https://www.youtube.com/watch?v=_8Yi1VPXCQQ


     


     


    Good luck!


  • AndreasAndreas
    edited August 2016

    Get a PEMF ICES device if you can afford it.  It really helps healing and recovery from injuries.


    I also suggest that you substitute posterior chain exercises like "glute ham" and "reverse hyper", for dead lifts and squats until you have full healed.


  • This was posted on other threads but it does work for your situation also. I hope people try to get correct information before trying extreme measures on any type of knee injury.

    Yes you can rebuild cartlidge. You really have to understand what cartlidge is, and it does grow back. I'm not going to make this any more complicated than it has to be. Because of the lack of blood flow and nerve supply, cartlidge grows mush slower than other tissue. That is the basics. Here are my tips on understanding cartlidge better.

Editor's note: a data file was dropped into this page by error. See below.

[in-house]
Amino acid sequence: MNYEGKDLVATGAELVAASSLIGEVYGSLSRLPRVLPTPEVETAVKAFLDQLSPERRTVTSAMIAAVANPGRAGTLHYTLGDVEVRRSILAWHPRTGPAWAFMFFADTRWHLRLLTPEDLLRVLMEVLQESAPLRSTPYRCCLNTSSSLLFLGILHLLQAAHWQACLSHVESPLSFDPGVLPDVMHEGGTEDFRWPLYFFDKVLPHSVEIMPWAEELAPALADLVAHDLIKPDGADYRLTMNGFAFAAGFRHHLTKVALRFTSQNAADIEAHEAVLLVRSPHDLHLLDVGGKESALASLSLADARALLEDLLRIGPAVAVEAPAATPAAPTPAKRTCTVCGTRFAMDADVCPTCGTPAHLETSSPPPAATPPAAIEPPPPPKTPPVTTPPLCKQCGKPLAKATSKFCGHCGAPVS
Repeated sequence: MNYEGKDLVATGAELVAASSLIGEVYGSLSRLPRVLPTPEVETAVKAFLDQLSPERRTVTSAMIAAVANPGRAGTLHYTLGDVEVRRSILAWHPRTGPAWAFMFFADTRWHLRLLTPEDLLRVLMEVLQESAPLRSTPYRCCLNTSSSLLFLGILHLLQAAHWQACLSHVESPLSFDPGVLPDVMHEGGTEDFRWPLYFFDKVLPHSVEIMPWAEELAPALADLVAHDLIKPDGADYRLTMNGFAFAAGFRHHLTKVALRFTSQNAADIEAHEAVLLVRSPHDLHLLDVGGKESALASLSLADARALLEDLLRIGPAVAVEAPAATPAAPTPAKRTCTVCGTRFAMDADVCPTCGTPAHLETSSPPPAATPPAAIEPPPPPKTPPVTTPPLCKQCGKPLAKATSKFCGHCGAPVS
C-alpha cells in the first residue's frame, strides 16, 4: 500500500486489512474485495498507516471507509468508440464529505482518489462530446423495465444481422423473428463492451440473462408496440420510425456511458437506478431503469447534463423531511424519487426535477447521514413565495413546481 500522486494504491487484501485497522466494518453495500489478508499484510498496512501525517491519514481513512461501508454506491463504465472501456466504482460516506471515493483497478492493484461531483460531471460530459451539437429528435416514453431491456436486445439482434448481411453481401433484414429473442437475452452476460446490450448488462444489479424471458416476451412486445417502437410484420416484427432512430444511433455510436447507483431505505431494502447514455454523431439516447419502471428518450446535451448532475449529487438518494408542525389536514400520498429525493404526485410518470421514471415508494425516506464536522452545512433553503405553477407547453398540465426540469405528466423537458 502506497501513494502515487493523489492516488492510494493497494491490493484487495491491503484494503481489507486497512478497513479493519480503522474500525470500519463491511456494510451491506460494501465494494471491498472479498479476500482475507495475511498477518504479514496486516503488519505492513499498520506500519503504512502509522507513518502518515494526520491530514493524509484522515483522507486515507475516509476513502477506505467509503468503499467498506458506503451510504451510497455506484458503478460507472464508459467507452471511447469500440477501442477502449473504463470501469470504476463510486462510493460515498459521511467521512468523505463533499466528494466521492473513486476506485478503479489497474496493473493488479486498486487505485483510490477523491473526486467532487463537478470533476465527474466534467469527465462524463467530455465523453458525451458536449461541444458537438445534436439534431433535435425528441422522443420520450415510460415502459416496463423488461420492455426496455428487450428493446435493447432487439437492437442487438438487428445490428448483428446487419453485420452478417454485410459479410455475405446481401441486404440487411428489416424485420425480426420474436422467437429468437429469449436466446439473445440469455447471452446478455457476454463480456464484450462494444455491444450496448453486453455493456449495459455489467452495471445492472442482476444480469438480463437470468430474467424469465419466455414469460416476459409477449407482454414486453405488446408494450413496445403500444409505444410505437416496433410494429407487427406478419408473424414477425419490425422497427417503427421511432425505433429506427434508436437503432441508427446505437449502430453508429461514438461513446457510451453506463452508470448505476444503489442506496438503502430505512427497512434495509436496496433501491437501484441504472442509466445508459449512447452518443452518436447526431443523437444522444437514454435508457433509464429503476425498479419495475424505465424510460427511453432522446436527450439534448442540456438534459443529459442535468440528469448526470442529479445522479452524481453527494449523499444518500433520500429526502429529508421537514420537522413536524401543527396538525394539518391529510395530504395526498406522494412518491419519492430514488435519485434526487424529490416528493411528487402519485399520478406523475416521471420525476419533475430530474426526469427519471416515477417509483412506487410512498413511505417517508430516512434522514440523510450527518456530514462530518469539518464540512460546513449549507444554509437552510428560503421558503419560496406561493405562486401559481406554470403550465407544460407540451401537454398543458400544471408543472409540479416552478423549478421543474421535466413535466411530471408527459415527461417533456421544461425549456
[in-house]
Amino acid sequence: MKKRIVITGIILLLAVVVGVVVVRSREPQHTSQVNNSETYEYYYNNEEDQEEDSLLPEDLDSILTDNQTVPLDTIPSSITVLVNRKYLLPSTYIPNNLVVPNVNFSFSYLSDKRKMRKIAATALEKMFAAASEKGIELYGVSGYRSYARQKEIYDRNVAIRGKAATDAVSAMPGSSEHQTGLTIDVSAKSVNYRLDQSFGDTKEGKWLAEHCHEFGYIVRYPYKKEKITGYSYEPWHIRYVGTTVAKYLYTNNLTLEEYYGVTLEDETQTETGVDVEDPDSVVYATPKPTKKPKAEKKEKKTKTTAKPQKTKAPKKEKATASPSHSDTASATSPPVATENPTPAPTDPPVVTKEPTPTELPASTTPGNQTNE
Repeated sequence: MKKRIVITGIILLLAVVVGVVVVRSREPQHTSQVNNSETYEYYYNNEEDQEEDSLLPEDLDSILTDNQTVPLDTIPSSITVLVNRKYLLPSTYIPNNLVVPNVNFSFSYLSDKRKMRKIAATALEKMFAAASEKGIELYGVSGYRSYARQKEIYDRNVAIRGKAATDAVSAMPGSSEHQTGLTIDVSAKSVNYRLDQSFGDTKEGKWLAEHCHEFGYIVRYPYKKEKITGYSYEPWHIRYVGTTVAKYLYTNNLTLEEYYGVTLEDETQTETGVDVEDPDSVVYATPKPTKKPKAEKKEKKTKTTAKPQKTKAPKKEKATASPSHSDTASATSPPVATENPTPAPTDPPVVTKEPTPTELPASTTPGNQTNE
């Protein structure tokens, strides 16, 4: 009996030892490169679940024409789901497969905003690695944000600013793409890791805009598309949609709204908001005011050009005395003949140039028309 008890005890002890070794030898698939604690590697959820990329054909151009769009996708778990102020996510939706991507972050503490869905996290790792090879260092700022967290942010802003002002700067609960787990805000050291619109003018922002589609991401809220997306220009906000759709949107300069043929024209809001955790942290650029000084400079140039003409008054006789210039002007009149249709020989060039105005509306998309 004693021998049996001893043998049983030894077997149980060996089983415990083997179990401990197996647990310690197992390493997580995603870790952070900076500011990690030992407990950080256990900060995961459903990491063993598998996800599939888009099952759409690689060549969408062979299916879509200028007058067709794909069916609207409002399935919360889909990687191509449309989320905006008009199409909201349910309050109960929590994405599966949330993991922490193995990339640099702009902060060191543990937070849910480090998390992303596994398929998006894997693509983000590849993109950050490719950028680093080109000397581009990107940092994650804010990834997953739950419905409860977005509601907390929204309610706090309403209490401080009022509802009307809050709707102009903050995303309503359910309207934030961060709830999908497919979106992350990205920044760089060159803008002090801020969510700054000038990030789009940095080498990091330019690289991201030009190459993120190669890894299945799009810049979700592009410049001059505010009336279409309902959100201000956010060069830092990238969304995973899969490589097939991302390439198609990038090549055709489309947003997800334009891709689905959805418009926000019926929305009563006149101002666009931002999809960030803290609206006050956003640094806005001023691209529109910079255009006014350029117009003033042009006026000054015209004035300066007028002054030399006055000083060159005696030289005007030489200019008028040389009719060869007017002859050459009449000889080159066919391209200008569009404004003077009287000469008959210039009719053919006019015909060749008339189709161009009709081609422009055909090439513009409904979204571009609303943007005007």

1. Saving my knees book
    https://www.amazon.com/gp/aw/d/B004JHYTEI/ref=mp_s_a_1_1?ie=UTF8&qid=1477386018&sr=8-1&pi=AC_SX236_SY340_FMwebp_QL65&keywords=Saving+My+Knees

    The author explains his battle with a near crippling cartlidge injury.

    2.
    http://dougkelsey.com
    Doug Kelsey is the person mentioned in the book. He designed the cartlidge rebuilding program. Follow the program. Step by step.

    3.
    http://Micro-Pulse.com

    Buy a Micro-Pulse pemf unit and begin using it right away.

    This is from my own personal experience. I have done all the above and I will tell you. It all works!
  • A follow-up study of the in-practice results of pulsed electromagnetic field therapy in the management of nonunion fractures

    https://www.dovepress.com/a-follow-up-study-of-the-in-practice-results-of-pulsed-electromagnetic-peer-reviewed-article-ORR